The walkout, which was expected to start at midnight on Sunday, will upset TV schedules in America, and current-affairs comedy shows and satirical programs are expected to be the worst hit.
Segments on talk shows like The Late Show and The Tonight Show are expected to feature repeats and many shows could go dark because there will be no one to write skits and comedy monologues.
SNL is expected to be one of the worst-hit shows--and that means next weekend's host Dwayne 'The Rock' Johnson and musical guest Winehouse could find the show cancelled.
Johnson already fears the worst: "I know I'm not gonna do Saturday Night Live now. I was supposed to do it November 10th."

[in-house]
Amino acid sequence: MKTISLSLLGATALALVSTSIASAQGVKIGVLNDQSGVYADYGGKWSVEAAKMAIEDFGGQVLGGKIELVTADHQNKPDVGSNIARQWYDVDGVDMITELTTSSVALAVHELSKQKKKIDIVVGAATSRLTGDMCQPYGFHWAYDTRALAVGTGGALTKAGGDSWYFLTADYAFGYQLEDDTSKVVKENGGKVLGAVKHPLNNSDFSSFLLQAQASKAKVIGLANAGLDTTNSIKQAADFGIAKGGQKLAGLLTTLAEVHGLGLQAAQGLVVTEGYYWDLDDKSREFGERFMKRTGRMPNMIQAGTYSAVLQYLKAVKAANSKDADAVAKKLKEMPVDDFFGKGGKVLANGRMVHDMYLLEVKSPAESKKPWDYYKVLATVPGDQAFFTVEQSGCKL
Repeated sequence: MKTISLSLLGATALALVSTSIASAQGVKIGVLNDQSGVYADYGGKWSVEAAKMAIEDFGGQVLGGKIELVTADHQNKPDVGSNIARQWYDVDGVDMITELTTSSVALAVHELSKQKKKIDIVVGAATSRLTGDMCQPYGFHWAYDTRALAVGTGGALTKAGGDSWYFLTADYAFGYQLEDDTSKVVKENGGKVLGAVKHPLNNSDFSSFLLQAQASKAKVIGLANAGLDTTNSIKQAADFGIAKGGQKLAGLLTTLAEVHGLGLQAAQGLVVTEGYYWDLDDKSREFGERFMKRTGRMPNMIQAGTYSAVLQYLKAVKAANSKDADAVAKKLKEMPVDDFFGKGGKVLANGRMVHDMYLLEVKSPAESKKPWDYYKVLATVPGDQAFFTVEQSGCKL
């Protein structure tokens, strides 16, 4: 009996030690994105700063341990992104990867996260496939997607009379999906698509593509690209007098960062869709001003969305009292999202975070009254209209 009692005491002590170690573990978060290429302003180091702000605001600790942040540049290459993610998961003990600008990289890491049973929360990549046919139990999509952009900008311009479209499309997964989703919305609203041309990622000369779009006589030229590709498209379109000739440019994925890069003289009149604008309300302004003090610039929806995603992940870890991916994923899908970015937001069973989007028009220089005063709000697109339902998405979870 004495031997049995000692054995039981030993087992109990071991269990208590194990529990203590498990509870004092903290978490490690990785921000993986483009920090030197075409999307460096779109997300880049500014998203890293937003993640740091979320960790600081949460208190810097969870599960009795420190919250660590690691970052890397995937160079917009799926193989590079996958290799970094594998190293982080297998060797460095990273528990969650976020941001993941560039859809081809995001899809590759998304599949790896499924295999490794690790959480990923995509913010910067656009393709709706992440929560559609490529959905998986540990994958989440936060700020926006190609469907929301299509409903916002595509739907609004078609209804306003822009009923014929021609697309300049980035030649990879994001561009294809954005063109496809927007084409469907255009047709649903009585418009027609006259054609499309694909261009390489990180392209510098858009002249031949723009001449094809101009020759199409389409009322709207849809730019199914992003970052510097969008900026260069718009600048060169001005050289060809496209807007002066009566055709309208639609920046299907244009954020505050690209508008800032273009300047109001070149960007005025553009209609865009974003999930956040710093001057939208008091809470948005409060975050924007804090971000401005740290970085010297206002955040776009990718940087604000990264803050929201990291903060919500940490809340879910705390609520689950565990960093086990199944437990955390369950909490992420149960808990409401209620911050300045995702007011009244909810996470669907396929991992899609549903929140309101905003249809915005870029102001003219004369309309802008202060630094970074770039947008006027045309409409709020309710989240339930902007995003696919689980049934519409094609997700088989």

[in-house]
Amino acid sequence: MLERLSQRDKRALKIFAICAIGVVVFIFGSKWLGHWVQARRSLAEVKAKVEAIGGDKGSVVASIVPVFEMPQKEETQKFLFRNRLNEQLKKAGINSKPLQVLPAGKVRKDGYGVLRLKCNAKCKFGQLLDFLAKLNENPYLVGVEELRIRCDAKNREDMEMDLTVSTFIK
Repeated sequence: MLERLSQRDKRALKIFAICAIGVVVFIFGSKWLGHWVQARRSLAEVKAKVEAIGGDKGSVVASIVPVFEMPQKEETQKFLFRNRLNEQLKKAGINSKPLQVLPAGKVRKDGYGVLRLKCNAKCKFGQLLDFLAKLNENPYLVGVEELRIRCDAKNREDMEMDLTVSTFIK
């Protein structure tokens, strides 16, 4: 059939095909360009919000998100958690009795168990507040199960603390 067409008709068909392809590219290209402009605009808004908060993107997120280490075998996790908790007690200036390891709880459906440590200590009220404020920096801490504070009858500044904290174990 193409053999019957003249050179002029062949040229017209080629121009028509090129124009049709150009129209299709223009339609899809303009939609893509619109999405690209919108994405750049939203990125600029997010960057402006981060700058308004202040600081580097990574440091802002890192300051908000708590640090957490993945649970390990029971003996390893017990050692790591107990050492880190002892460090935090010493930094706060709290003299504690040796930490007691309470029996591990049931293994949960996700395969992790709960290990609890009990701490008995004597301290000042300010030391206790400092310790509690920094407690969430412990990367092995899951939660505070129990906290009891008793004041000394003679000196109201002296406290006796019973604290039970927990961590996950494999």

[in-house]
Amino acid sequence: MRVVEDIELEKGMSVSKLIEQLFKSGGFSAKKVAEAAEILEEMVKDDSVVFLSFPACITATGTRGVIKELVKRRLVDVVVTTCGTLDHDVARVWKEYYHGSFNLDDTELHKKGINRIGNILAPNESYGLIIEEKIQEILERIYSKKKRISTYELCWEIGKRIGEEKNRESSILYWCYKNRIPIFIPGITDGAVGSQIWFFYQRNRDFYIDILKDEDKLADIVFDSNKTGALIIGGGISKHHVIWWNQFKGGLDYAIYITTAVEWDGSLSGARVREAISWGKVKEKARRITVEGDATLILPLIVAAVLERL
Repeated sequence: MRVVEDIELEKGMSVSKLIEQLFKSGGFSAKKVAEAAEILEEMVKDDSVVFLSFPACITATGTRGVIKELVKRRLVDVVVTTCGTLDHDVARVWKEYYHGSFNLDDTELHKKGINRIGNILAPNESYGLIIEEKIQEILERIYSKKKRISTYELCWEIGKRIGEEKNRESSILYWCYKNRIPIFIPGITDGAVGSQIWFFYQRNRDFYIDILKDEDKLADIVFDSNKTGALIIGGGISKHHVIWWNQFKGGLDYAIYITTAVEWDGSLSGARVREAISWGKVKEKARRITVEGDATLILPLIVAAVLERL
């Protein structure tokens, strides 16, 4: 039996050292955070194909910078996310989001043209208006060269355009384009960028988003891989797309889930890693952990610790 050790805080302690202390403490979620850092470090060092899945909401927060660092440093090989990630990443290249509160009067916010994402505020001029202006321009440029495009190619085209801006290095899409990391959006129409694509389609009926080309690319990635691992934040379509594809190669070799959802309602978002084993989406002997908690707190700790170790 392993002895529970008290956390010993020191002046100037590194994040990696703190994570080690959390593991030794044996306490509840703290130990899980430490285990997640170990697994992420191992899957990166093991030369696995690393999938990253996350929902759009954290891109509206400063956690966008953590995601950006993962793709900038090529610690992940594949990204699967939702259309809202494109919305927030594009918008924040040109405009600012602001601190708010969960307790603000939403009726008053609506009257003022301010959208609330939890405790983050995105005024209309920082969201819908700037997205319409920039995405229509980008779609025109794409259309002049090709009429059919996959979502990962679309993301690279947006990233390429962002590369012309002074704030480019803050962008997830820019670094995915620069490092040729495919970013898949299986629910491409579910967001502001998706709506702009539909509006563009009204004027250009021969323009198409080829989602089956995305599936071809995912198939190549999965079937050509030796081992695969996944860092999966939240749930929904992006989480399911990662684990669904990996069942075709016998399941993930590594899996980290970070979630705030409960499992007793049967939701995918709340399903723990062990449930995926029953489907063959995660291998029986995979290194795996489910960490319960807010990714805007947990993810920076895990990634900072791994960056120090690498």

But the wrestler-turned-movie star holds no grudges: "It's fine, no big deal. The most important thing is that the writers and everyone come to an agreement."
Writers Guild of America board members voted unanimously to strike as of 12:01am on Monday, marking the first walkout in 20 years.
The strike comes after union bosses and TV and film producers failed to come to an agreement over royalties for programs distributed over the Internet.
As WENN went to press with this story, Writers Guild officials and producers were holding desperate last-ditch negotiations to stop the strike.
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